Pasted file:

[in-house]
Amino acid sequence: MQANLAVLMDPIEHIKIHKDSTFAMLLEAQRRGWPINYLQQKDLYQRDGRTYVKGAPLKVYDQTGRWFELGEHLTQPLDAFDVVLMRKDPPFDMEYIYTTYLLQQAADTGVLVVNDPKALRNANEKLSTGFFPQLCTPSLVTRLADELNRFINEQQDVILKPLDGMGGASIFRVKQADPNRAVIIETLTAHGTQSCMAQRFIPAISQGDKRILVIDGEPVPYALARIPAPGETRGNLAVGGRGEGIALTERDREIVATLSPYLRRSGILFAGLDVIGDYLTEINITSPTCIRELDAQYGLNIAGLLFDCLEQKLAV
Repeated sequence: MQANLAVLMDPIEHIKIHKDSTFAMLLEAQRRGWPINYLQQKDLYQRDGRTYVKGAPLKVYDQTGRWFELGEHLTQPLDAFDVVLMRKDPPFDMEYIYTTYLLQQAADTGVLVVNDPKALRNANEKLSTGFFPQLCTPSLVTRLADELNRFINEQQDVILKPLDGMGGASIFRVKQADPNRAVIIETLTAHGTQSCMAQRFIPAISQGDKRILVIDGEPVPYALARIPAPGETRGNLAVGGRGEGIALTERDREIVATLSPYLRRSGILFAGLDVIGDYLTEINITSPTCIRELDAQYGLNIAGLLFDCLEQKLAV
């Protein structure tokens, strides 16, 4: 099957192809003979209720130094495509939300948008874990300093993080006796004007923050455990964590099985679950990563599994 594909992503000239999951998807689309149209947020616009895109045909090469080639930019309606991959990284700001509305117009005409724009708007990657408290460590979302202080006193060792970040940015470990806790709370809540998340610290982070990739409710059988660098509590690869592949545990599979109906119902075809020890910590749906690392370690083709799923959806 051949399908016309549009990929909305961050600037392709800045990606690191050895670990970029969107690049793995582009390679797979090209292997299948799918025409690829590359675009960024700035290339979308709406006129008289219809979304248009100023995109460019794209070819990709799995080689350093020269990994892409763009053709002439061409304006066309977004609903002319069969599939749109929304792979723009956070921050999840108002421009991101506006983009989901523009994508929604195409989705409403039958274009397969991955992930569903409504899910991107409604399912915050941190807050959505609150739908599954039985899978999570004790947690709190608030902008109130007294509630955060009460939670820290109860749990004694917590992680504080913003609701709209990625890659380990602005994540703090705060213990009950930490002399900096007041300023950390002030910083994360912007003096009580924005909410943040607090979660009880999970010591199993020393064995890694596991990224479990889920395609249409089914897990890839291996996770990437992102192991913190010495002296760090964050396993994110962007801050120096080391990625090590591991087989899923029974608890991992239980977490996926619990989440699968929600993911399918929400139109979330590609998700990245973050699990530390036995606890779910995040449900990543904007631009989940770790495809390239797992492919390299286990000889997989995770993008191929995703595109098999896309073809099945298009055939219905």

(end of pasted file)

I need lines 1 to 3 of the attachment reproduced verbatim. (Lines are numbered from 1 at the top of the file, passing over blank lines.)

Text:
[in-house]
Amino acid sequence: MQANLAVLMDPIEHIKIHKDSTFAMLLEAQRRGWPINYLQQKDLYQRDGRTYVKGAPLKVYDQTGRWFELGEHLTQPLDAFDVVLMRKDPPFDMEYIYTTYLLQQAADTGVLVVNDPKALRNANEKLSTGFFPQLCTPSLVTRLADELNRFINEQQDVILKPLDGMGGASIFRVKQADPNRAVIIETLTAHGTQSCMAQRFIPAISQGDKRILVIDGEPVPYALARIPAPGETRGNLAVGGRGEGIALTERDREIVATLSPYLRRSGILFAGLDVIGDYLTEINITSPTCIRELDAQYGLNIAGLLFDCLEQKLAV
Repeated sequence: MQANLAVLMDPIEHIKIHKDSTFAMLLEAQRRGWPINYLQQKDLYQRDGRTYVKGAPLKVYDQTGRWFELGEHLTQPLDAFDVVLMRKDPPFDMEYIYTTYLLQQAADTGVLVVNDPKALRNANEKLSTGFFPQLCTPSLVTRLADELNRFINEQQDVILKPLDGMGGASIFRVKQADPNRAVIIETLTAHGTQSCMAQRFIPAISQGDKRILVIDGEPVPYALARIPAPGETRGNLAVGGRGEGIALTERDREIVATLSPYLRRSGILFAGLDVIGDYLTEINITSPTCIRELDAQYGLNIAGLLFDCLEQKLAV